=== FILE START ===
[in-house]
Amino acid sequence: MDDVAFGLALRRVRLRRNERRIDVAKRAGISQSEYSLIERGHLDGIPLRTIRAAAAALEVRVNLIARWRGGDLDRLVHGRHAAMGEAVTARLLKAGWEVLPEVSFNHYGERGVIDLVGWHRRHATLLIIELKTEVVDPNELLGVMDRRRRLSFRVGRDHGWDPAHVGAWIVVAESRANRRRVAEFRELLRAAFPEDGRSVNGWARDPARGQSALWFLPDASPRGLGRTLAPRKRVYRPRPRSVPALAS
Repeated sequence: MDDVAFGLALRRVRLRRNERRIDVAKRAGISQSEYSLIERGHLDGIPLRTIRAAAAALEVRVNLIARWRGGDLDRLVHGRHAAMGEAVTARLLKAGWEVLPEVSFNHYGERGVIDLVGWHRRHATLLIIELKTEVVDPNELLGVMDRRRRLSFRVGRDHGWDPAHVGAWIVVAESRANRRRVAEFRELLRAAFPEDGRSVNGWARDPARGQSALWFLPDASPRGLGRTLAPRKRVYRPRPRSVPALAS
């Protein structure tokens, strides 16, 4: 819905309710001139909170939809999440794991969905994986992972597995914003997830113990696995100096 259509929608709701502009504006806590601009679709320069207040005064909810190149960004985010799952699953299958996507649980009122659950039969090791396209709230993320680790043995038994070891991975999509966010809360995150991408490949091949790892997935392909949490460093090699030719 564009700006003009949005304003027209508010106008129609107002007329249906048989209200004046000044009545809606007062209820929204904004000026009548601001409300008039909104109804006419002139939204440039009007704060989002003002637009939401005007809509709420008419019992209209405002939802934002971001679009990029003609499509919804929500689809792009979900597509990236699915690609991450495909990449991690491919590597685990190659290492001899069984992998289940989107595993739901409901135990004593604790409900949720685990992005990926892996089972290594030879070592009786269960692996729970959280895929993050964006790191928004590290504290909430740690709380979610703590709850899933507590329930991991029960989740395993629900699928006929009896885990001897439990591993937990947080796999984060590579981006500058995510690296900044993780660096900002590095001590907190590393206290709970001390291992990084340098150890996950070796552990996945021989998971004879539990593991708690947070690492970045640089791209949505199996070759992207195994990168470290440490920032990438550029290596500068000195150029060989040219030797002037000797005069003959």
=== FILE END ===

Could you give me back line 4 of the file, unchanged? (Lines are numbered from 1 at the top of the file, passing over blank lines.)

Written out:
């Protein structure tokens, strides 16, 4: 819905309710001139909170939809999440794991969905994986992972597995914003997830113990696995100096 259509929608709701502009504006806590601009679709320069207040005064909810190149960004985010799952699953299958996507649980009122659950039969090791396209709230993320680790043995038994070891991975999509966010809360995150991408490949091949790892997935392909949490460093090699030719 564009700006003009949005304003027209508010106008129609107002007329249906048989209200004046000044009545809606007062209820929204904004000026009548601001409300008039909104109804006419002139939204440039009007704060989002003002637009939401005007809509709420008419019992209209405002939802934002971001679009990029003609499509919804929500689809792009979900597509990236699915690609991450495909990449991690491919590597685990190659290492001899069984992998289940989107595993739901409901135990004593604790409900949720685990992005990926892996089972290594030879070592009786269960692996729970959280895929993050964006790191928004590290504290909430740690709380979610703590709850899933507590329930991991029960989740395993629900699928006929009896885990001897439990591993937990947080796999984060590579981006500058995510690296900044993780660096900002590095001590907190590393206290709970001390291992990084340098150890996950070796552990996945021989998971004879539990593991708690947070690492970045640089791209949505199996070759992207195994990168470290440490920032990438550029290596500068000195150029060989040219030797002037000797005069003959």